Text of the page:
Eureka Manta +35 water sensor tested

One of the users of my adapters informed me that they have successfully tested the adapter with this sensor. This is a water sensor that does a lot: “turbidity, temperature, pH, conductivity, and dissolved oxygen sensors, with the option to add ORP and depth sensors” and quite a bit more, according to the manufacturer’s webpage:

Q/A UART version adapters

Q: I plan to integrate your adapters to my own controller, not a PC or raspberry pi USB port. Does your UART version adapter have all necessary resistors and no USB chip to interfere with the UART port? How do you make connection between the UART adapter and my own controller?

A: Yes, all necessary resistors are in place for the UART version of the adapter and the USB chip is not on the chip to interfere.
Here are some of the points:

  1. The adapter has a 6-pin header that is soldered underneath the adapter to avoid making jumper wires from being vertical, which takes extra space, or from going over the optional A/D header.
  2. The adapter requires 5V and GND to be supplied to it since it doesn’t have the 5V and GND from the USB connector. SDI-12 has 5V logic levels so the 5V supply.
  3. The 6-pin header has GND, TX_3V (back of board), 5V, RX, TX_5V, RST from left to right. This is where you power the adapter and connect to its serial port. RST is reset. Unless you want the option to reset the adapter, you can leave it disconnected. Reset is 5V logic.
  4. If your controller is 3.3V logic (ESP32, raspberry pi serial pins, rp2040 etc), connect your controller TX to adapter RX, then your controller RX to adapter TX_3V.
  5. If your controller is 5V logic (Arduino UNO, MEGA2560 etc), connect your controller TX to adapter RX, then your controller RX to adapter TX_5V.

The current states and brief history the SDI-12 USB adapters

Despite the ongoing chip shortage, I’ve secured a batch of processors for more adapters. At the moment I’ve also built enough stock to last for a little while.

So currently I have about 50 qty adapters including a few with analog inputs. I have more boards and ICs but want to conserve my parts. From what I saw, there won’t be a relief of chip shortage until a year from now, i.e. May 2023. I’ve maintained the price of $49 (sometimes $45) for the last decade by absorbing the cost of parts etc. I might be able to continue to do so if I get some help with assembly, such as getting a pick-and-place machine to place surface parts for me. But it’s an expensive machine.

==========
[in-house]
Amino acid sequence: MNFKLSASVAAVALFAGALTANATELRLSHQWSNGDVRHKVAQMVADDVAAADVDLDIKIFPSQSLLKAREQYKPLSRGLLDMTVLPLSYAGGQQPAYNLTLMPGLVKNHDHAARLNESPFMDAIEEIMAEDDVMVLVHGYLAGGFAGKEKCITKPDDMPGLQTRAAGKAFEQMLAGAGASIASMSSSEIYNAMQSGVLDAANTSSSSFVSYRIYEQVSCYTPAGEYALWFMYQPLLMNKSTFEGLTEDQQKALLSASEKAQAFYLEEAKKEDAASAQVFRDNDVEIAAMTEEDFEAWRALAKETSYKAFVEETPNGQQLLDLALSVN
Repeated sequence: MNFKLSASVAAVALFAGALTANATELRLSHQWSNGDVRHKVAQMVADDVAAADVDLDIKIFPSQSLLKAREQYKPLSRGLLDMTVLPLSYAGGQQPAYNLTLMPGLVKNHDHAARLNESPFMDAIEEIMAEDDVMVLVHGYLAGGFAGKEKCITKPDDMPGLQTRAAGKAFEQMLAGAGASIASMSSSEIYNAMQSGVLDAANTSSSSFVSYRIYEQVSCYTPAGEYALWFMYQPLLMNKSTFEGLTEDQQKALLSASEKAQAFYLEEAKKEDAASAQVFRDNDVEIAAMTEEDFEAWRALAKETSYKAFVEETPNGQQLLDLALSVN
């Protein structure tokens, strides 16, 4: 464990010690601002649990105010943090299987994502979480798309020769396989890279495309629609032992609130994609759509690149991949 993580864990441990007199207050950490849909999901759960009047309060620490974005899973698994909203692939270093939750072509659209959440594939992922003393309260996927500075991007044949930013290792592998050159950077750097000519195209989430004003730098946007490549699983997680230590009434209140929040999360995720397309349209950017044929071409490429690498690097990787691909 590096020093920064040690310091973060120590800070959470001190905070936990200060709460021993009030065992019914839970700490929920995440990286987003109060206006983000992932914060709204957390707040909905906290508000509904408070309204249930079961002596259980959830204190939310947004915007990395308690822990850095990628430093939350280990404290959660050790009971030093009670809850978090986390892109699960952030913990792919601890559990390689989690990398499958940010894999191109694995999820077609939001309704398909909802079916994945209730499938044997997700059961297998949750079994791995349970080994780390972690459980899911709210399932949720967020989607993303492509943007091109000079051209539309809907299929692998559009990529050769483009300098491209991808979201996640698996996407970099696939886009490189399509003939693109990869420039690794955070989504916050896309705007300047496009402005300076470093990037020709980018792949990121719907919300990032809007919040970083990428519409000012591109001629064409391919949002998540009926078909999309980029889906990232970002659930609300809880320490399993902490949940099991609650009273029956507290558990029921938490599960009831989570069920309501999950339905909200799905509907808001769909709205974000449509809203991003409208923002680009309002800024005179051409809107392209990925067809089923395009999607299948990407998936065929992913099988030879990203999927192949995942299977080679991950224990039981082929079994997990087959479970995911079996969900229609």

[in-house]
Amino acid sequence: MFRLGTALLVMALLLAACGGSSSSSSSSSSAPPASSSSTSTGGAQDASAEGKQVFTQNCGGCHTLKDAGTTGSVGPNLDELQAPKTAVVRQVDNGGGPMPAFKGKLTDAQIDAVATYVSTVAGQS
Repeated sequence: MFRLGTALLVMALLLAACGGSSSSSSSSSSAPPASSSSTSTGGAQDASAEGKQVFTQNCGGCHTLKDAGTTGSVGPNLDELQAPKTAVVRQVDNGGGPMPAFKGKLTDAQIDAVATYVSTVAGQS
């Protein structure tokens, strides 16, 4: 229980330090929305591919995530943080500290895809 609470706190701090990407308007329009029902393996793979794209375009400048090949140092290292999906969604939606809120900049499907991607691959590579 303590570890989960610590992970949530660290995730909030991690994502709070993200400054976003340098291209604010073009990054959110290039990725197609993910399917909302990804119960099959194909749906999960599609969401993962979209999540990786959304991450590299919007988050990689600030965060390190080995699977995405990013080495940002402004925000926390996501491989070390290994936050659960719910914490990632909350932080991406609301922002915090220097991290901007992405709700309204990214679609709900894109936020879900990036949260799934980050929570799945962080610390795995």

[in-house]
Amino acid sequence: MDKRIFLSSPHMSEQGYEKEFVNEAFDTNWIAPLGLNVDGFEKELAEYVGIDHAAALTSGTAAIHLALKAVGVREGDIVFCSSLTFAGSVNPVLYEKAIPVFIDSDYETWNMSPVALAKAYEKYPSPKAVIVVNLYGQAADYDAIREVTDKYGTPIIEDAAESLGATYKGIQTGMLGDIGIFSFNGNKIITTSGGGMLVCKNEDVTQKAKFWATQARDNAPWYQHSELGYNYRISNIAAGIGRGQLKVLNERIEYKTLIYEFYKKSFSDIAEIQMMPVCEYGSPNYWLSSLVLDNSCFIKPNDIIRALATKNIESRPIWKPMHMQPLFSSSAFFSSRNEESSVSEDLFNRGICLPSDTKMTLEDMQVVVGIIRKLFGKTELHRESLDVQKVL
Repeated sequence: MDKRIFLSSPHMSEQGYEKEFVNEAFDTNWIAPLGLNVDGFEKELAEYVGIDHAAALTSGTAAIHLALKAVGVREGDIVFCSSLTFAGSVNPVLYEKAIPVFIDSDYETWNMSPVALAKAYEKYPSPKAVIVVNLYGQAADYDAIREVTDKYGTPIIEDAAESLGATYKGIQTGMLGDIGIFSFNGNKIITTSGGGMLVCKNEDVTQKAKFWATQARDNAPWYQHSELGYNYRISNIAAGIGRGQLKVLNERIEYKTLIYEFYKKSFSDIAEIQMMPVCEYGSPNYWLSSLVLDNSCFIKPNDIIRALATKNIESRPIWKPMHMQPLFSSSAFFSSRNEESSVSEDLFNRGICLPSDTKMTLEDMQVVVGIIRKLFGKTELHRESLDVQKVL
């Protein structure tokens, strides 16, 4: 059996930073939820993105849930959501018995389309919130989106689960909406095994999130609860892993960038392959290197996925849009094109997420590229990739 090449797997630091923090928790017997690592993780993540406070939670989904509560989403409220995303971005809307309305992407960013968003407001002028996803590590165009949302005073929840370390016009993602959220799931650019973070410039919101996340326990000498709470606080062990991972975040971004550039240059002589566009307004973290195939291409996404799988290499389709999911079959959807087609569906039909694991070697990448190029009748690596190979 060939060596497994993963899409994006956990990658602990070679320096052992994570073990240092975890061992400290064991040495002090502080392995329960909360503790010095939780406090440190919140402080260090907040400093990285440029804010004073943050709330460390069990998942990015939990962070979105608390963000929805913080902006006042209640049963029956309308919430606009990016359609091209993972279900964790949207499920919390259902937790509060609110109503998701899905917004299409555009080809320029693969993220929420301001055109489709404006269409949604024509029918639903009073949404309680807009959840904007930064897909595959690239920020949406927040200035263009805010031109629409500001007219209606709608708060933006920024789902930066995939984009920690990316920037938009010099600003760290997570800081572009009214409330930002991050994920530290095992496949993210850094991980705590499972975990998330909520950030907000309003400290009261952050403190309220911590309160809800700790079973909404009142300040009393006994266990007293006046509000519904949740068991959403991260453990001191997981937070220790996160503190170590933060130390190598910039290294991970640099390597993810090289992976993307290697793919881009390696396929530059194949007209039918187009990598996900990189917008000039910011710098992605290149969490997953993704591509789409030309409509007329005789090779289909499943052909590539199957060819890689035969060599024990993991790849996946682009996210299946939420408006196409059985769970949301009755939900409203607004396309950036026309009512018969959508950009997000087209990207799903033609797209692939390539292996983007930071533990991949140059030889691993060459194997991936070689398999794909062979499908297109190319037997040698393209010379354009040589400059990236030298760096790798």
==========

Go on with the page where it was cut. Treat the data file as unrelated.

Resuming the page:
Here is a brief history of my adapters:

In the summer of 2015, I came up with the idea to make a USB adapter that can make reading SDI-12 sensors easier, after having to deal with this protocol in a number of projects. This purple board was the first batch made at It is a small PCB fab business (they only collect orders and send to actual fab houses) on the west coast. They used to be called dorkbot PDX, a small group of electronics hobbists on the west coast trying to make affordable boards by banding together in their group orders.

First SDI-12 USB adapter prototype in November 2015

This board has the same general layout as the current version, with the miniUSB (maybe my obsession or did I just purchase too many of these connectors?!), USB-UART chip from FTDI, an atmega328p-au, and a programming header. Back then I only had a single terminal for an SDI-12 sensor and had no option to supply external power, well, not easily:

Connecting to external power 2016

Back in the days, I was using a terminal program to talk to the adapter and wrote a macro based of the terminal program to automate data collection. In 2016, I started learning Python more seriously, maybe it’s from raspberry pi, or maybe it was trying to teach physics with some computing elements, or just having to learn it to do projects. So here comes the logging script, in its primitive form in early 2016:

Python script running on Raspberry pi in Feb. 2016

I also started marketing the adapter as compatible with WIN/NIX/MACOS/RPI because back then Python 3.x was able to bring a more consistent programming experience across these systems that Python 2.x was never able to.

Back then, IoT (Internet of Things) was in its very primitive stage and not many places allowed data to be uploaded and presented online. I started with Sparkfun’s Phant server and, not sure which one first.

Logging data to the internet in April 2016

Later in 2016, I realized there were some need for high precision analog inputs and added the SDI-12 USB + Analog adapter to the lineup. This is the first prototype, in purple as purple. Placing the tiny analog-to-digital adapter used to be nerve wracking. I have since mastered it.

SDI-12 + Analog USB adapter in November 2016

I had a number of interesting projects in 2016-17 and didn’t do a lot on the SDI-12 USB adapters until later in 2017, when I had a project that required collecting GPS data with the sensor so I designed this for the project and general use.

SDI-12 + GPS USB adapter in July 2017

Back then, the basic adapter was still a small half-sized green board with a single SDI-12 terminal. That was able to change: